I'll be looking for ancestors in the Family History Library but won't be doing this all day as I'll take time out from the microfiche to hear some international geneastars give some lectures. I've heard that the Best of British: Audrey Collins, Else Churchill and Alec Tritton may be in the lineup.

I just noticed that there is now an email to register for classes on the page that lists the classes  so if you wish to make sure you have a seat for the classes you'd like to attend it might be a good idea to shoot an email off to the people at the library.
STOP PRESS: Although the website has a link to register for classes I have just had an email that this is not necessary. All one needs to do is rock up on the day.

Tuesday, March 5, 2013

Trove Tuesday - Opthalmologist

Yesterday I took my mother to visit the opthalmologist. How things have changed since my first visit to the eye doctor nearly 60 years ago.

Just for fun I put the search term "Opthalmologist" into a search in Trove to see what I could find and what caught my eye was this from the set of results on the right hand bottom of the page.

What jumped out at me was the name Gregg, Sir Norman McAlister. It took me back 50 years to a dark set of consulting rooms in Macquarie Street, Sydney furnished with old brown leather chairs and sombre timber furniture. Sir Norman was a pleasant elderly gentleman whom I visited on a number of occasions for my regular eye checkups. I knew that he was important because he was a Sir but I had forgotten all about him and his amazing scientific discovery until I saw his name on Trove.

Naturally I followed the link on Trove that took me to this page on The Encyclopaedia of Australian Science:

Following the link from this page took me, not to an archived Pandora website as I expected but, to a page on the Australian Dictionary of Biography that contained biographical information on Sir Norman.

Having read that article I realise why I didn't see Sir Norman after I left school as he had passed away in 1966. The article on the ADB said that "Gregg talked easily to his patients, and kept a tin of sweet biscuits for the children". He did have a good rapport with my Mum and me but I can't remember ever being offered a biscuit.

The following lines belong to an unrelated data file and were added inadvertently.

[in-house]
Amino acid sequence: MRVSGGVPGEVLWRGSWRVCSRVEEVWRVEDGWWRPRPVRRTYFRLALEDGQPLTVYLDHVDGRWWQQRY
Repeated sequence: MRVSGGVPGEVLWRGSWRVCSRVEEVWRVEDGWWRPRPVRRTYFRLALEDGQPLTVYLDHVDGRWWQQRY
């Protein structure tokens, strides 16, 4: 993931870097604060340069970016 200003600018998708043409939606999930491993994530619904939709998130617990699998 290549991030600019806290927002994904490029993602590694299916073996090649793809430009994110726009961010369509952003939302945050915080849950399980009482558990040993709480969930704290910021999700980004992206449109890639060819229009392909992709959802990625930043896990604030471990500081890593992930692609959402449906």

Sir Norman's great discovery was "that rubella in early pregnancy caused cataracts and other birth defects". Having read the article I found via Trove I realise how fortunate I was to be under the care of such a distinguished Australian.

Grono Family Reunion

News of this family reunion in the Hawkesbury came through on two Rootsweb mailing lists to which I am subscribed yesterday so I guess the organisers are trying to get the word out.

This is part of the messages that was posted:

"All descendants of John GRONO & Elizabeth BRISTOW are invited to attend a family reunion to commemorate the 214th anniversary of their arrival in Australia on the "HMS Buffalo" in 1799. Related family surnames are BOOKS, HALL, HARTLEY, McKENZIE, MITCHELL, MOBBS, and SMALLWOOD."

Full details for the reunion to be held on Sunday, 5th May 2013 can be found at this website union.htm

Monday, March 4, 2013

Responses to A Small Social Media Geneameme

So far I haven't been overwhelmed by responses to my latest Geneaeme but the responses received have been pure gold. Thank you to those who have responded to the meme - so far it looks as though blogging tools are the Favourite social media tool of respondents.

I will continue to add to this list as if responses trickle in. I'm sending a big thankyou to my blogging mate from California, Randy Seaver, who selected my geneameme for his Saturday Night Genealogy Fun activity this week. I had wondered why I had received contributions from bloggers who were previously unknown to me and then realised it was because of Randy's promotion of the activity.

PS - the number of posts is looking much healthier now (5/3/2013).

So here are the posts: 

AncestorChasing - Kerryn Taylor
Angler's Rest - Julie Goucher
Behold Genealogy Blog - Louis Kessler - in which Louis recounts his responses to the cruise panel activity that started this meme thing off.
Cassmob - Pauleen Cass - Also read the comments on Pauleen's post
Family Tree Frog - Alex Daw
Footsteps of the Past  - Kim Mills
Genea-Musings - Randy Seaver
Jax Trax - Jackie van Bergen
BooBook from the Backtracking Blog commented on Jackie's post "I'm with you Jackie. You've said it all. The only one I would add is Flickr for online photos - I've been scanning some of the old photos and putting them online for people to see and comment on. (Is that counted as social media?)"
Kylie's Genes - Kylie Willison
Lonetester - Alona Tester
My Tapley tree...and its branches - Liz Tapley
Seeking Susan - Meeting Marie - Finding Family -  Catherine Ann Crout-Habel
Twigs and Trees - Celia Lewis

Saturday, March 2, 2013

More Foreigners heading to Rootstech

Rootstech is becoming an international event.

Not only will the Australians be out in force at Rootstech I have also noticed that several genealogists from the UK will be in attendance.

Apart from my mates Audrey Collins and Marie Dougan who I look forward to seeing again I see that Rosemary Morgan is joining the ranks of The Official Bloggers so I will have company from the Commonwealth in the Media Hub.

I see also that Else Churchill, genealogist from The Society of Genealogists, is making the trip across the pond as is Alec Tritton, Chairman of the Halstead Trust. Diana Bouglas is another member of the British contingent.

From the Land of the Long White Cloud I see that Michelle Patient, President of the New Zealand Society of Genealogists, and Jan Gow of Hooked on Genealogy Tours will be in attendance.

I can't wait to meet up with more people whose names I have heard but whom I have not yet met face to face.